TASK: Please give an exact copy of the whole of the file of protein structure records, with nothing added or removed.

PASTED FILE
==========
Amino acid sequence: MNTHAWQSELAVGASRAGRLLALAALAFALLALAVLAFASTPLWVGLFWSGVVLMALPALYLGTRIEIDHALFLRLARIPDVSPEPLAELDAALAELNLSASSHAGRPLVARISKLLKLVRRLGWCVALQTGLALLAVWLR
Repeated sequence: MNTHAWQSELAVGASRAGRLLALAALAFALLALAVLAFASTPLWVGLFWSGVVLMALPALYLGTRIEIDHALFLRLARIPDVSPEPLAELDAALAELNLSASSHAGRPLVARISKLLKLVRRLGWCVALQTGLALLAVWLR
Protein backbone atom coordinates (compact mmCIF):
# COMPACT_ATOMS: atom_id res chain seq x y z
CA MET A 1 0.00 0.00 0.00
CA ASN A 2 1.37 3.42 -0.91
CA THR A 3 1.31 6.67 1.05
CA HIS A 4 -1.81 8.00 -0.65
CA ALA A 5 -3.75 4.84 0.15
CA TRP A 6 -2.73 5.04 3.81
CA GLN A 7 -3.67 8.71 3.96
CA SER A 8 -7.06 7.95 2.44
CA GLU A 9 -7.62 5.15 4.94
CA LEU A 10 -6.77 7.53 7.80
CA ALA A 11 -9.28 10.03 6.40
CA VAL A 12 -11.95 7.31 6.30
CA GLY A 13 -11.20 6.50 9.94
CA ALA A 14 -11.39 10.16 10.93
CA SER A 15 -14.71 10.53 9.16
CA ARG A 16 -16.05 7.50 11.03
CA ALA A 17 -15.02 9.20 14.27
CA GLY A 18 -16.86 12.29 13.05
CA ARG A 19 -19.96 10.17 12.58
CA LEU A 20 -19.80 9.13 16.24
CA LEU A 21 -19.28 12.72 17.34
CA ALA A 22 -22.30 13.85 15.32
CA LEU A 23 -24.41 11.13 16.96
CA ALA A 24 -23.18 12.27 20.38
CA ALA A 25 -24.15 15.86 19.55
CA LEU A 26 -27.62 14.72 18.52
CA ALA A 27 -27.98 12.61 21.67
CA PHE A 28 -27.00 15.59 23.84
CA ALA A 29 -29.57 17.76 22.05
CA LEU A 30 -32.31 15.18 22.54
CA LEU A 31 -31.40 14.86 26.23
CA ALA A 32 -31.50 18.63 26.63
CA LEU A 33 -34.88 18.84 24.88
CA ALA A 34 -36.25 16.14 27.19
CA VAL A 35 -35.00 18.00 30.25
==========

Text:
Amino acid sequence: MNTHAWQSELAVGASRAGRLLALAALAFALLALAVLAFASTPLWVGLFWSGVVLMALPALYLGTRIEIDHALFLRLARIPDVSPEPLAELDAALAELNLSASSHAGRPLVARISKLLKLVRRLGWCVALQTGLALLAVWLR
Repeated sequence: MNTHAWQSELAVGASRAGRLLALAALAFALLALAVLAFASTPLWVGLFWSGVVLMALPALYLGTRIEIDHALFLRLARIPDVSPEPLAELDAALAELNLSASSHAGRPLVARISKLLKLVRRLGWCVALQTGLALLAVWLR
Protein backbone atom coordinates (compact mmCIF):
# COMPACT_ATOMS: atom_id res chain seq x y z
CA MET A 1 0.00 0.00 0.00
CA ASN A 2 1.37 3.42 -0.91
CA THR A 3 1.31 6.67 1.05
CA HIS A 4 -1.81 8.00 -0.65
CA ALA A 5 -3.75 4.84 0.15
CA TRP A 6 -2.73 5.04 3.81
CA GLN A 7 -3.67 8.71 3.96
CA SER A 8 -7.06 7.95 2.44
CA GLU A 9 -7.62 5.15 4.94
CA LEU A 10 -6.77 7.53 7.80
CA ALA A 11 -9.28 10.03 6.40
CA VAL A 12 -11.95 7.31 6.30
CA GLY A 13 -11.20 6.50 9.94
CA ALA A 14 -11.39 10.16 10.93
CA SER A 15 -14.71 10.53 9.16
CA ARG A 16 -16.05 7.50 11.03
CA ALA A 17 -15.02 9.20 14.27
CA GLY A 18 -16.86 12.29 13.05
CA ARG A 19 -19.96 10.17 12.58
CA LEU A 20 -19.80 9.13 16.24
CA LEU A 21 -19.28 12.72 17.34
CA ALA A 22 -22.30 13.85 15.32
CA LEU A 23 -24.41 11.13 16.96
CA ALA A 24 -23.18 12.27 20.38
CA ALA A 25 -24.15 15.86 19.55
CA LEU A 26 -27.62 14.72 18.52
CA ALA A 27 -27.98 12.61 21.67
CA PHE A 28 -27.00 15.59 23.84
CA ALA A 29 -29.57 17.76 22.05
CA LEU A 30 -32.31 15.18 22.54
CA LEU A 31 -31.40 14.86 26.23
CA ALA A 32 -31.50 18.63 26.63
CA LEU A 33 -34.88 18.84 24.88
CA ALA A 34 -36.25 16.14 27.19
CA VAL A 35 -35.00 18.00 30.25